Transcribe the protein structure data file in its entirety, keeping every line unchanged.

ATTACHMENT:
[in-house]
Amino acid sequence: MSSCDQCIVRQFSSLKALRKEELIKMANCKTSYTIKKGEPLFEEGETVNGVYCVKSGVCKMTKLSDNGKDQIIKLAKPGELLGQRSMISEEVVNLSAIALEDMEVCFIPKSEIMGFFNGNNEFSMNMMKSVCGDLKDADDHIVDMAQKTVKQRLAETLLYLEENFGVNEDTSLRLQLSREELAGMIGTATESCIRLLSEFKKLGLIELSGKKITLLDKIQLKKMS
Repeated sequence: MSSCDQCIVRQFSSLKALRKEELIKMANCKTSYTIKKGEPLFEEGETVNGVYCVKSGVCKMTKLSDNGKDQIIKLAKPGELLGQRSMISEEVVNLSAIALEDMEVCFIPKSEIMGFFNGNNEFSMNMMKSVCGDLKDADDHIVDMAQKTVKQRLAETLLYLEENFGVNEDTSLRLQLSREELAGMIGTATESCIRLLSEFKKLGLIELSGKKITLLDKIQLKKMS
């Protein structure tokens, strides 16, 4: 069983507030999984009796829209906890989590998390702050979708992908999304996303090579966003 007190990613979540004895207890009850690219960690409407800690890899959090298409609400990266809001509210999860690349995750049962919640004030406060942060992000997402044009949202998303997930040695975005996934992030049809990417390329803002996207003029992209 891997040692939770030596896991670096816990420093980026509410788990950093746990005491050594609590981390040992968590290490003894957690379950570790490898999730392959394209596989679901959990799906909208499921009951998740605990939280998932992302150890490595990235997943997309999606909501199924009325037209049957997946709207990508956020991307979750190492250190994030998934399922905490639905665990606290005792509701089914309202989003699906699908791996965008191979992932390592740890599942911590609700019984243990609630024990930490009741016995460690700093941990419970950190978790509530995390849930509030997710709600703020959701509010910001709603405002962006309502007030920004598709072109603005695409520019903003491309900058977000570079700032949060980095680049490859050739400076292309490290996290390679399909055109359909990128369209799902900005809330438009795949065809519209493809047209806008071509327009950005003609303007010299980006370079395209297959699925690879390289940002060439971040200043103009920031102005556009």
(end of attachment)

[in-house]
Amino acid sequence: MSSCDQCIVRQFSSLKALRKEELIKMANCKTSYTIKKGEPLFEEGETVNGVYCVKSGVCKMTKLSDNGKDQIIKLAKPGELLGQRSMISEEVVNLSAIALEDMEVCFIPKSEIMGFFNGNNEFSMNMMKSVCGDLKDADDHIVDMAQKTVKQRLAETLLYLEENFGVNEDTSLRLQLSREELAGMIGTATESCIRLLSEFKKLGLIELSGKKITLLDKIQLKKMS
Repeated sequence: MSSCDQCIVRQFSSLKALRKEELIKMANCKTSYTIKKGEPLFEEGETVNGVYCVKSGVCKMTKLSDNGKDQIIKLAKPGELLGQRSMISEEVVNLSAIALEDMEVCFIPKSEIMGFFNGNNEFSMNMMKSVCGDLKDADDHIVDMAQKTVKQRLAETLLYLEENFGVNEDTSLRLQLSREELAGMIGTATESCIRLLSEFKKLGLIELSGKKITLLDKIQLKKMS
């Protein structure tokens, strides 16, 4: 069983507030999984009796829209906890989590998390702050979708992908999304996303090579966003 007190990613979540004895207890009850690219960690409407800690890899959090298409609400990266809001509210999860690349995750049962919640004030406060942060992000997402044009949202998303997930040695975005996934992030049809990417390329803002996207003029992209 891997040692939770030596896991670096816990420093980026509410788990950093746990005491050594609590981390040992968590290490003894957690379950570790490898999730392959394209596989679901959990799906909208499921009951998740605990939280998932992302150890490595990235997943997309999606909501199924009325037209049957997946709207990508956020991307979750190492250190994030998934399922905490639905665990606290005792509701089914309202989003699906699908791996965008191979992932390592740890599942911590609700019984243990609630024990930490009741016995460690700093941990419970950190978790509530995390849930509030997710709600703020959701509010910001709603405002962006309502007030920004598709072109603005695409520019903003491309900058977000570079700032949060980095680049490859050739400076292309490290996290390679399909055109359909990128369209799902900005809330438009795949065809519209493809047209806008071509327009950005003609303007010299980006370079395209297959699925690879390289940002060439971040200043103009920031102005556009």